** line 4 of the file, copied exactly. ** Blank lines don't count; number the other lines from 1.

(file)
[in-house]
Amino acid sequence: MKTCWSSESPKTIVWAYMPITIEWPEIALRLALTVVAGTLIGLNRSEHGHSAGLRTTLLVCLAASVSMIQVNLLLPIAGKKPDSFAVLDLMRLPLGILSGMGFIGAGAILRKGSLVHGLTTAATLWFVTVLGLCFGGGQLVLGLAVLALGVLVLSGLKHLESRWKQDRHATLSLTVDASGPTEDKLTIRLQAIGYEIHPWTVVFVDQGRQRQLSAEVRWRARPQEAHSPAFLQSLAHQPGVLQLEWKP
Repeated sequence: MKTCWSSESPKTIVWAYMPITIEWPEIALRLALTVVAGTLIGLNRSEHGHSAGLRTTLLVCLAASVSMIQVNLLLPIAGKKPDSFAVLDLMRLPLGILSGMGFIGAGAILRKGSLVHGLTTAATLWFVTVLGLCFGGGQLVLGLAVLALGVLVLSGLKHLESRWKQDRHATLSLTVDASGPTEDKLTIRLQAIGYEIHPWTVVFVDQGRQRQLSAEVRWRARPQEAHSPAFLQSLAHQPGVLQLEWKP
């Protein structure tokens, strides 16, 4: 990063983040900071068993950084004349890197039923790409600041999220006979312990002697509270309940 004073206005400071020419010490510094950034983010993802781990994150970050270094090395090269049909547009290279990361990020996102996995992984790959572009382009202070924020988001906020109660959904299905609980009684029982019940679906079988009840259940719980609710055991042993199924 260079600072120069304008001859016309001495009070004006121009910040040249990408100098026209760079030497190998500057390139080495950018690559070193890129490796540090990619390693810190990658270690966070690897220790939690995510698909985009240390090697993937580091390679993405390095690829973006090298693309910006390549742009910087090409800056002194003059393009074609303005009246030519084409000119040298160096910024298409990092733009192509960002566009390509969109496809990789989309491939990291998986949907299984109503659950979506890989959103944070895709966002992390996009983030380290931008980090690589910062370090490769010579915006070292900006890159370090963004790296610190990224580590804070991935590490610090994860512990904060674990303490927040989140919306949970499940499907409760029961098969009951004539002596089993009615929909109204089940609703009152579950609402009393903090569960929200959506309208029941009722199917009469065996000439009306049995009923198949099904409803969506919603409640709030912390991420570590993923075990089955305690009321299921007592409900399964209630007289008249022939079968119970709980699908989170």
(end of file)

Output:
């Protein structure tokens, strides 16, 4: 990063983040900071068993950084004349890197039923790409600041999220006979312990002697509270309940 004073206005400071020419010490510094950034983010993802781990994150970050270094090395090269049909547009290279990361990020996102996995992984790959572009382009202070924020988001906020109660959904299905609980009684029982019940679906079988009840259940719980609710055991042993199924 260079600072120069304008001859016309001495009070004006121009910040040249990408100098026209760079030497190998500057390139080495950018690559070193890129490796540090990619390693810190990658270690966070690897220790939690995510698909985009240390090697993937580091390679993405390095690829973006090298693309910006390549742009910087090409800056002194003059393009074609303005009246030519084409000119040298160096910024298409990092733009192509960002566009390509969109496809990789989309491939990291998986949907299984109503659950979506890989959103944070895709966002992390996009983030380290931008980090690589910062370090490769010579915006070292900006890159370090963004790296610190990224580590804070991935590490610090994860512990904060674990303490927040989140919306949970499940499907409760029961098969009951004539002596089993009615929909109204089940609703009152579950609402009393903090569960929200959506309208029941009722199917009469065996000439009306049995009923198949099904409803969506919603409640709030912390991420570590993923075990089955305690009321299921007592409900399964209630007289008249022939079968119970709980699908989170």